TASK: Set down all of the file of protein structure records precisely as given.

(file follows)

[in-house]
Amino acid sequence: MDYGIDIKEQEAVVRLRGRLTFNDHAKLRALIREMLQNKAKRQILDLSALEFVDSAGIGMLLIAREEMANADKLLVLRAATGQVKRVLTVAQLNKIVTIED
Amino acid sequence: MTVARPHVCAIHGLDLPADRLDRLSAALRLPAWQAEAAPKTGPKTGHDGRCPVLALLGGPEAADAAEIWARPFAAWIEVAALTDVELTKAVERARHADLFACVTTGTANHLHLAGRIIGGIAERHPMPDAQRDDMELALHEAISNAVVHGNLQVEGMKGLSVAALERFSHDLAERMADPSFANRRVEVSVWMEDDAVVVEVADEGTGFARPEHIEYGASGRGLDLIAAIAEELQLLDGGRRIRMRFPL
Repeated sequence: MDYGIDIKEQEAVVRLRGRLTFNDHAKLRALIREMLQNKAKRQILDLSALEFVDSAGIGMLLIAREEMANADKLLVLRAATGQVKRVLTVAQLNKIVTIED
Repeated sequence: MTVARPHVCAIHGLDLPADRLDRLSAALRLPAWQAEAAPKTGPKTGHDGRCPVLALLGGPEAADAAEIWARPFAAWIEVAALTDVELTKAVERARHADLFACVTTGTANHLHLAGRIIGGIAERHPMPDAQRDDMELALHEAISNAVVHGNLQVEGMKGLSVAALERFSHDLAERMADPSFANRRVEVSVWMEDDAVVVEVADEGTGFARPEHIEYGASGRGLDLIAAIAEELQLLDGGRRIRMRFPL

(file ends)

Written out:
[in-house]
Amino acid sequence: MDYGIDIKEQEAVVRLRGRLTFNDHAKLRALIREMLQNKAKRQILDLSALEFVDSAGIGMLLIAREEMANADKLLVLRAATGQVKRVLTVAQLNKIVTIED
Amino acid sequence: MTVARPHVCAIHGLDLPADRLDRLSAALRLPAWQAEAAPKTGPKTGHDGRCPVLALLGGPEAADAAEIWARPFAAWIEVAALTDVELTKAVERARHADLFACVTTGTANHLHLAGRIIGGIAERHPMPDAQRDDMELALHEAISNAVVHGNLQVEGMKGLSVAALERFSHDLAERMADPSFANRRVEVSVWMEDDAVVVEVADEGTGFARPEHIEYGASGRGLDLIAAIAEELQLLDGGRRIRMRFPL
Repeated sequence: MDYGIDIKEQEAVVRLRGRLTFNDHAKLRALIREMLQNKAKRQILDLSALEFVDSAGIGMLLIAREEMANADKLLVLRAATGQVKRVLTVAQLNKIVTIED
Repeated sequence: MTVARPHVCAIHGLDLPADRLDRLSAALRLPAWQAEAAPKTGPKTGHDGRCPVLALLGGPEAADAAEIWARPFAAWIEVAALTDVELTKAVERARHADLFACVTTGTANHLHLAGRIIGGIAERHPMPDAQRDDMELALHEAISNAVVHGNLQVEGMKGLSVAALERFSHDLAERMADPSFANRRVEVSVWMEDDAVVVEVADEGTGFARPEHIEYGASGRGLDLIAAIAEELQLLDGGRRIRMRFPL